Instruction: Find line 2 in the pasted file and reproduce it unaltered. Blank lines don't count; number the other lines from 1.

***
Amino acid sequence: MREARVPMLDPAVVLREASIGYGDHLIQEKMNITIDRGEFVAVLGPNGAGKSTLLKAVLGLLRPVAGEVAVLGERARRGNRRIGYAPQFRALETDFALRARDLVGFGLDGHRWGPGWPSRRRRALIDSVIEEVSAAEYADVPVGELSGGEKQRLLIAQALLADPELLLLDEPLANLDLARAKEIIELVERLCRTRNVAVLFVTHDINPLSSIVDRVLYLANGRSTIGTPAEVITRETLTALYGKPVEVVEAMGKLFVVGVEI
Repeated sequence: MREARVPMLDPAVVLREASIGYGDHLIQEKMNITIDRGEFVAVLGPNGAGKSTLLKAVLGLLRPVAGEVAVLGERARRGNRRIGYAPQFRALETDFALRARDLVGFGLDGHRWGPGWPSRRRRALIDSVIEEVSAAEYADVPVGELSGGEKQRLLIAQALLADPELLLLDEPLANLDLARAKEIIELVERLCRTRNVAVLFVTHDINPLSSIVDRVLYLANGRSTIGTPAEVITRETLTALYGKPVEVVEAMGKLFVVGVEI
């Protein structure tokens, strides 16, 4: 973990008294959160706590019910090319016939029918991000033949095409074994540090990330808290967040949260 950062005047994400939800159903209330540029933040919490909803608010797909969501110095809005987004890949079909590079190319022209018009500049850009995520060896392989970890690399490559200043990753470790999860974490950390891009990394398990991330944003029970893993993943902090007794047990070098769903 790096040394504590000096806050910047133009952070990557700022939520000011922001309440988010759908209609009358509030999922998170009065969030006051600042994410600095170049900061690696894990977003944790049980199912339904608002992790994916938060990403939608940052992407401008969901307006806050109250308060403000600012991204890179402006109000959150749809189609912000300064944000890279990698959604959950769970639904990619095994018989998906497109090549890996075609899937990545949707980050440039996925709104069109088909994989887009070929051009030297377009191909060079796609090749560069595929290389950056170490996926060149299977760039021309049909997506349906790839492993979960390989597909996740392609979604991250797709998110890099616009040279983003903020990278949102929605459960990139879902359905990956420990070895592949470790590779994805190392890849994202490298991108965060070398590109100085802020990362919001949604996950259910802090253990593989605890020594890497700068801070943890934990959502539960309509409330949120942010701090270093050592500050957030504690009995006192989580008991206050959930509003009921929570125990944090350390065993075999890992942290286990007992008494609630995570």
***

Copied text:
Repeated sequence: MREARVPMLDPAVVLREASIGYGDHLIQEKMNITIDRGEFVAVLGPNGAGKSTLLKAVLGLLRPVAGEVAVLGERARRGNRRIGYAPQFRALETDFALRARDLVGFGLDGHRWGPGWPSRRRRALIDSVIEEVSAAEYADVPVGELSGGEKQRLLIAQALLADPELLLLDEPLANLDLARAKEIIELVERLCRTRNVAVLFVTHDINPLSSIVDRVLYLANGRSTIGTPAEVITRETLTALYGKPVEVVEAMGKLFVVGVEI